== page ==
A quick test could save Millions of Dollars
Don Ho’s famous “Tiny bubbles… Make me happy” may be grand when it comes to love and Champagne but those pesky bubbles can leave site owners in tears when missed on a job site. The goal of Vacuum Boxing is to ensure the most technically difficult and error prone weld (extrusion welding) on site has solid continuity to the base substrate.
The destructive failure rates of extrusion welds can be up to 5 times greater than fusion welds in laboratory testing. Extrusion welding is often utilized in critical components of liner systems such as sumps and repairs. So solid testing protocols and execution are imperative. Yet, one of the most often overlooked aspects of a geomembrane installation is vacuum testing of extrusion seams.
This task is often viewed as one of the most mundane tasks and is assigned to “newbies”, both on the installation crew as well as for the CQA observation team. From a CQA perspective, it is relatively easy to tell when the vacuum box operator is not meeting dwell time and/or overlap requirements, proper pressurization, and even keeping the vacuum box clean.
But the question that often goes unasked is: “Does this operator know how to identify a leak?” This question should be asked BEFORE any vacuum testing is performed!
Ask that question to a vacuum box testing technician and you may be astounded! Over the past 5 years, we have regularly asked this question and in going through our notes, there is greater than 85% percent of technicians (ones we have not worked with before) performing vacuum box testing that had no idea what a leak looks like. The most common response when asked if they know what a leak looks like is: “I don’t know, I was told to run this machine over all the extrusion welds – that’s all.”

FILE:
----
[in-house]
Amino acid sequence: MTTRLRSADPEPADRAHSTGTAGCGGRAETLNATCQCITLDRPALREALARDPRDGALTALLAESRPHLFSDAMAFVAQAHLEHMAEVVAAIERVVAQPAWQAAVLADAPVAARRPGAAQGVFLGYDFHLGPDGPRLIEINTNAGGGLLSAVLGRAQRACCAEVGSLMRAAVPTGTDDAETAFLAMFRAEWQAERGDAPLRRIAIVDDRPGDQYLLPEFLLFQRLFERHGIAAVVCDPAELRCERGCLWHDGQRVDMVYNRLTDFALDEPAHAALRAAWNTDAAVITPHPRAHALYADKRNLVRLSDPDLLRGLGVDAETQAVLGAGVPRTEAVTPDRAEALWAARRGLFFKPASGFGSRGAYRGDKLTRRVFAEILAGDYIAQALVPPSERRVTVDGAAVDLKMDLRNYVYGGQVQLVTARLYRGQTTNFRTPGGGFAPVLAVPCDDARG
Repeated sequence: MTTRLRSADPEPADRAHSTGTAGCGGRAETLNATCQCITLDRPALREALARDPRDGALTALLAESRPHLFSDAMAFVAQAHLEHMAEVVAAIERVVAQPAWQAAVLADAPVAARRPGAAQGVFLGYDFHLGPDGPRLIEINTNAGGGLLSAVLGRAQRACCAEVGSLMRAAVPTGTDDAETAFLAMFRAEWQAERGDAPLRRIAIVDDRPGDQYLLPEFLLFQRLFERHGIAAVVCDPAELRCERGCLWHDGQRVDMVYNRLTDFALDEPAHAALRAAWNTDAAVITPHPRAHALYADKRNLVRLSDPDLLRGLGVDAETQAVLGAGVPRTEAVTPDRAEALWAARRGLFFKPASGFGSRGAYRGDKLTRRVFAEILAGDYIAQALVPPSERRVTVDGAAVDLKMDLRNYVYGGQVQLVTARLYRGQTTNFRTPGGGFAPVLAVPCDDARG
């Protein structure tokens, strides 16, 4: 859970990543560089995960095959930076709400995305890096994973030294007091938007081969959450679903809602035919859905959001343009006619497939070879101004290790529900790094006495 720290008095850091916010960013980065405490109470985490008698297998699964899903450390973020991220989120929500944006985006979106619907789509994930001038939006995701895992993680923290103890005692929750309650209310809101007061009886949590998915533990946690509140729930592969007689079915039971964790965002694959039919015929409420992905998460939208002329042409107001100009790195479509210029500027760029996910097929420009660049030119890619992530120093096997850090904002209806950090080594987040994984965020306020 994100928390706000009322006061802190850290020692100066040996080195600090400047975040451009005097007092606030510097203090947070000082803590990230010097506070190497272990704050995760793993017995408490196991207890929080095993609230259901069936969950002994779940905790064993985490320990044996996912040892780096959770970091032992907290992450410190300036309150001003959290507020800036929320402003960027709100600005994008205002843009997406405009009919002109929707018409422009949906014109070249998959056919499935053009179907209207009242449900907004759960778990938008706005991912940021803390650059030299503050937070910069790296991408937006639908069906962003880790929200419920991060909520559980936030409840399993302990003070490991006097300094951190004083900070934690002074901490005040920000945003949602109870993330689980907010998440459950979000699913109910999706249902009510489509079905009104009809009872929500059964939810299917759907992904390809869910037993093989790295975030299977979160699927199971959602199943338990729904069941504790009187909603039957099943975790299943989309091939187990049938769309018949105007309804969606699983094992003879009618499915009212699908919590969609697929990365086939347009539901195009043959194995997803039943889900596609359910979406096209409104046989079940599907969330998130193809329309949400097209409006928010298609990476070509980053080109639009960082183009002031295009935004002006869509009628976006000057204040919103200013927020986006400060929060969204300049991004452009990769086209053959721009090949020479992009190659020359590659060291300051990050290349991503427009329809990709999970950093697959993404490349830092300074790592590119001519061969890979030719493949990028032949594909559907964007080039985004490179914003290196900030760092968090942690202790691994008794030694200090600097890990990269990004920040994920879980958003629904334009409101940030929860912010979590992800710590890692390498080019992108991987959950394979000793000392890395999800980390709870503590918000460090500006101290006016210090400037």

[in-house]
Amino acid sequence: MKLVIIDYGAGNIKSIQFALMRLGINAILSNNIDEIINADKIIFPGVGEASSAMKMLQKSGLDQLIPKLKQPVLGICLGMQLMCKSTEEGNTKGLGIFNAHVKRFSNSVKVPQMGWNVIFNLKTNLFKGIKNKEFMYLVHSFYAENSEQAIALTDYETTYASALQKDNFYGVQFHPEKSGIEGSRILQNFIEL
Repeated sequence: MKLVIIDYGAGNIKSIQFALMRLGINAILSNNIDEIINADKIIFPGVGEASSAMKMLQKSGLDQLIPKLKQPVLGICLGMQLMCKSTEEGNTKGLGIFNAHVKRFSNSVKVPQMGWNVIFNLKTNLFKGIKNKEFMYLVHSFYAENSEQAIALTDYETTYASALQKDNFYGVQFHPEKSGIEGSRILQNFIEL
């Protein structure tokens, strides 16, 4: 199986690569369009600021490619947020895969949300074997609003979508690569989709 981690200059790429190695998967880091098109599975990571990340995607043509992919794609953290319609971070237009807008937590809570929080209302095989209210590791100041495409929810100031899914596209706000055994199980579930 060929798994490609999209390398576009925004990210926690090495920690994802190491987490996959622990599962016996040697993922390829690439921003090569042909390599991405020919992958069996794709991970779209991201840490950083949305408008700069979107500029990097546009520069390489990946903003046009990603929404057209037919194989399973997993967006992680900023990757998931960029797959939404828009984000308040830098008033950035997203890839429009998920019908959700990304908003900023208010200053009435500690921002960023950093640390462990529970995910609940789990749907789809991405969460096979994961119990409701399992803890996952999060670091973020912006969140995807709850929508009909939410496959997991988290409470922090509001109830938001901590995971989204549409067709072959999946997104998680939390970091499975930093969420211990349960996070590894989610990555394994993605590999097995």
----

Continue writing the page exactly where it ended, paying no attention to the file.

Here is a quick simple way we ensure that the QC/Testing Technician is adequately prepared for vacuum boxing. To combat poor quality on your projects, as well as provide education for the testing technicians, perform a blind leak test on scrap materials and have the vacuum box technician attempt to find the blind leak.
Blind Leak Test
- Select a sample testing material: whenever possible, use an extrusion trial weld for your test. If a scrap extrusion weld cannot be used, you can use a scrap piece of geomembrane. Extreme care must be taken to ensure this piece of geomembrane does not end up used as a repair.
- Puncture the geomembrane along the edge of the weld (or if the weld edge lifts up, underneath that edge) or somewhere on the geomembrane is a scrap pieces is being utilized. We have found that a thumbtack size hole is sufficient for a good blind leak trial. The testing hole should be fairly inconspicuous.
- Make sure the testing technician does not see where the hole is located.
- Require the technician to vacuum test the amended sample and find the leak location. They should not be be assisted during this process.
- If they cannot pass this test on the first attempt, a second attempt may be warranted especially if a difficult location was selected. However, failure of an obvious test or second test should disqualify them from vacuum boxing until further training and subsequent passing a completely new blind test have been achieved.
- Anytime equipment or personnel are changed out, a new test should be performed. This assures that both the equipment and the operator are functioning sufficiently.
Not only does the blind leak trial ensure the operator knows what a leak looks like, it also tests the operator’s methodology and equipment capabilities to help ensure that a leak can be found. It is important to note that most vacuum boxes are not tested on site nor do they have an industry calibration requirement.
While it is not foolproof, the vacuum box blind leak test is an important tool that should be utilized in/by the CQA Plan, Site Owners and QA Inspectors. This quick validation takes minimal time, cost little to nothing on your job sites, but can literally save you millions of dollars by avoiding project failures. As always in Geosynthetics – the devil really is in the details.